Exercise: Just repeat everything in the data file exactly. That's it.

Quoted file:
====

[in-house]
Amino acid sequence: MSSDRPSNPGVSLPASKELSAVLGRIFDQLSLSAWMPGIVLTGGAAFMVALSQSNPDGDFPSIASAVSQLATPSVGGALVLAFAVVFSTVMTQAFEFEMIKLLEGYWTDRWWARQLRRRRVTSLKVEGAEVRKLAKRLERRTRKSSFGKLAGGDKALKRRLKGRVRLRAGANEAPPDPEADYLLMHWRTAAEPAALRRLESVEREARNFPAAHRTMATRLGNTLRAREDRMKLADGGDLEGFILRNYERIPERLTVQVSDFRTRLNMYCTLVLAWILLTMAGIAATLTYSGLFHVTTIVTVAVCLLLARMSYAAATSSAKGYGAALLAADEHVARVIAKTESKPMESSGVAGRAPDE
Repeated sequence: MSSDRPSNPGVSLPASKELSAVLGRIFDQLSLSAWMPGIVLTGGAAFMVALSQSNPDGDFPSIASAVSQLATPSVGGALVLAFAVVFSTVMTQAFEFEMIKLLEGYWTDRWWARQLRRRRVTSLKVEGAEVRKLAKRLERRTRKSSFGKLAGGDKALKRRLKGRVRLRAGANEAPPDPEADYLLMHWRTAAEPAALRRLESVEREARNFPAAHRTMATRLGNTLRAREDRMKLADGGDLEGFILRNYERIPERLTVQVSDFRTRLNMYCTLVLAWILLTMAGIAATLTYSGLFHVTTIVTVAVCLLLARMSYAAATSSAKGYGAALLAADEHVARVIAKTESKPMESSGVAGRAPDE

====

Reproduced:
[in-house]
Amino acid sequence: MSSDRPSNPGVSLPASKELSAVLGRIFDQLSLSAWMPGIVLTGGAAFMVALSQSNPDGDFPSIASAVSQLATPSVGGALVLAFAVVFSTVMTQAFEFEMIKLLEGYWTDRWWARQLRRRRVTSLKVEGAEVRKLAKRLERRTRKSSFGKLAGGDKALKRRLKGRVRLRAGANEAPPDPEADYLLMHWRTAAEPAALRRLESVEREARNFPAAHRTMATRLGNTLRAREDRMKLADGGDLEGFILRNYERIPERLTVQVSDFRTRLNMYCTLVLAWILLTMAGIAATLTYSGLFHVTTIVTVAVCLLLARMSYAAATSSAKGYGAALLAADEHVARVIAKTESKPMESSGVAGRAPDE
Repeated sequence: MSSDRPSNPGVSLPASKELSAVLGRIFDQLSLSAWMPGIVLTGGAAFMVALSQSNPDGDFPSIASAVSQLATPSVGGALVLAFAVVFSTVMTQAFEFEMIKLLEGYWTDRWWARQLRRRRVTSLKVEGAEVRKLAKRLERRTRKSSFGKLAGGDKALKRRLKGRVRLRAGANEAPPDPEADYLLMHWRTAAEPAALRRLESVEREARNFPAAHRTMATRLGNTLRAREDRMKLADGGDLEGFILRNYERIPERLTVQVSDFRTRLNMYCTLVLAWILLTMAGIAATLTYSGLFHVTTIVTVAVCLLLARMSYAAATSSAKGYGAALLAADEHVARVIAKTESKPMESSGVAGRAPDE